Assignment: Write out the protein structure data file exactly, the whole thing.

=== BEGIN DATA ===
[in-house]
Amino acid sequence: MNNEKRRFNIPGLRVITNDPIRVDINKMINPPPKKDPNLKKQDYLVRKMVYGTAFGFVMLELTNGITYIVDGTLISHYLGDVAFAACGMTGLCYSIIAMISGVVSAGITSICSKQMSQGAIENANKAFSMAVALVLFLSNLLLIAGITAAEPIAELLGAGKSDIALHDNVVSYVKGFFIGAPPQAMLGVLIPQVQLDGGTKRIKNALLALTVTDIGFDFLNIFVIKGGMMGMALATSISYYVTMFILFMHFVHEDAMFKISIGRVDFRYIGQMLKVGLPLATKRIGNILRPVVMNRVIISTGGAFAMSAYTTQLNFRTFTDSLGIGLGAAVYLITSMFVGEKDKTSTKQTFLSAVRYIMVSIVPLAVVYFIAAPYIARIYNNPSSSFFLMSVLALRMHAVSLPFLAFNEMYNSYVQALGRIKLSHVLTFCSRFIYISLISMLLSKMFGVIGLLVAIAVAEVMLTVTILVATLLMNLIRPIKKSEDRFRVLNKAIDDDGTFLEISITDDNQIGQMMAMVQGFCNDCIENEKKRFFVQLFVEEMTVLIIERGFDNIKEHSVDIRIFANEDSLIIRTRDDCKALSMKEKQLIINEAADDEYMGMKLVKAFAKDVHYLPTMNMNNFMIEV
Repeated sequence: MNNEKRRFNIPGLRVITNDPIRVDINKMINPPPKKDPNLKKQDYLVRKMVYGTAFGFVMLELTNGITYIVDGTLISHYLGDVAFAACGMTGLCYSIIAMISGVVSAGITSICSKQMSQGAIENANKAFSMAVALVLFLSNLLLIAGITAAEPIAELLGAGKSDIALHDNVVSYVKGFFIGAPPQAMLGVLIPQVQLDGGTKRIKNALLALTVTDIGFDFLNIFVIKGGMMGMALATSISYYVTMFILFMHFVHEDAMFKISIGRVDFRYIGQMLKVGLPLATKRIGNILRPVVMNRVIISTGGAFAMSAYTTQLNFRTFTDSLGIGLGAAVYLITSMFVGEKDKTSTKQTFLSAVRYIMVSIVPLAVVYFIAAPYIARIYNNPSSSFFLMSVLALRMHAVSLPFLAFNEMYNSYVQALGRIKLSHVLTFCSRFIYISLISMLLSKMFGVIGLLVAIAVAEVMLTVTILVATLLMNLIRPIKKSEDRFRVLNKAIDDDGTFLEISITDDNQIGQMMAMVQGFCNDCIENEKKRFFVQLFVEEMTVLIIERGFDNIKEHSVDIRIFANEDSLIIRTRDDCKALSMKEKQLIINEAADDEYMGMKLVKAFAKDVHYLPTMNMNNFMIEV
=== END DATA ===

[in-house]
Amino acid sequence: MNNEKRRFNIPGLRVITNDPIRVDINKMINPPPKKDPNLKKQDYLVRKMVYGTAFGFVMLELTNGITYIVDGTLISHYLGDVAFAACGMTGLCYSIIAMISGVVSAGITSICSKQMSQGAIENANKAFSMAVALVLFLSNLLLIAGITAAEPIAELLGAGKSDIALHDNVVSYVKGFFIGAPPQAMLGVLIPQVQLDGGTKRIKNALLALTVTDIGFDFLNIFVIKGGMMGMALATSISYYVTMFILFMHFVHEDAMFKISIGRVDFRYIGQMLKVGLPLATKRIGNILRPVVMNRVIISTGGAFAMSAYTTQLNFRTFTDSLGIGLGAAVYLITSMFVGEKDKTSTKQTFLSAVRYIMVSIVPLAVVYFIAAPYIARIYNNPSSSFFLMSVLALRMHAVSLPFLAFNEMYNSYVQALGRIKLSHVLTFCSRFIYISLISMLLSKMFGVIGLLVAIAVAEVMLTVTILVATLLMNLIRPIKKSEDRFRVLNKAIDDDGTFLEISITDDNQIGQMMAMVQGFCNDCIENEKKRFFVQLFVEEMTVLIIERGFDNIKEHSVDIRIFANEDSLIIRTRDDCKALSMKEKQLIINEAADDEYMGMKLVKAFAKDVHYLPTMNMNNFMIEV
Repeated sequence: MNNEKRRFNIPGLRVITNDPIRVDINKMINPPPKKDPNLKKQDYLVRKMVYGTAFGFVMLELTNGITYIVDGTLISHYLGDVAFAACGMTGLCYSIIAMISGVVSAGITSICSKQMSQGAIENANKAFSMAVALVLFLSNLLLIAGITAAEPIAELLGAGKSDIALHDNVVSYVKGFFIGAPPQAMLGVLIPQVQLDGGTKRIKNALLALTVTDIGFDFLNIFVIKGGMMGMALATSISYYVTMFILFMHFVHEDAMFKISIGRVDFRYIGQMLKVGLPLATKRIGNILRPVVMNRVIISTGGAFAMSAYTTQLNFRTFTDSLGIGLGAAVYLITSMFVGEKDKTSTKQTFLSAVRYIMVSIVPLAVVYFIAAPYIARIYNNPSSSFFLMSVLALRMHAVSLPFLAFNEMYNSYVQALGRIKLSHVLTFCSRFIYISLISMLLSKMFGVIGLLVAIAVAEVMLTVTILVATLLMNLIRPIKKSEDRFRVLNKAIDDDGTFLEISITDDNQIGQMMAMVQGFCNDCIENEKKRFFVQLFVEEMTVLIIERGFDNIKEHSVDIRIFANEDSLIIRTRDDCKALSMKEKQLIINEAADDEYMGMKLVKAFAKDVHYLPTMNMNNFMIEV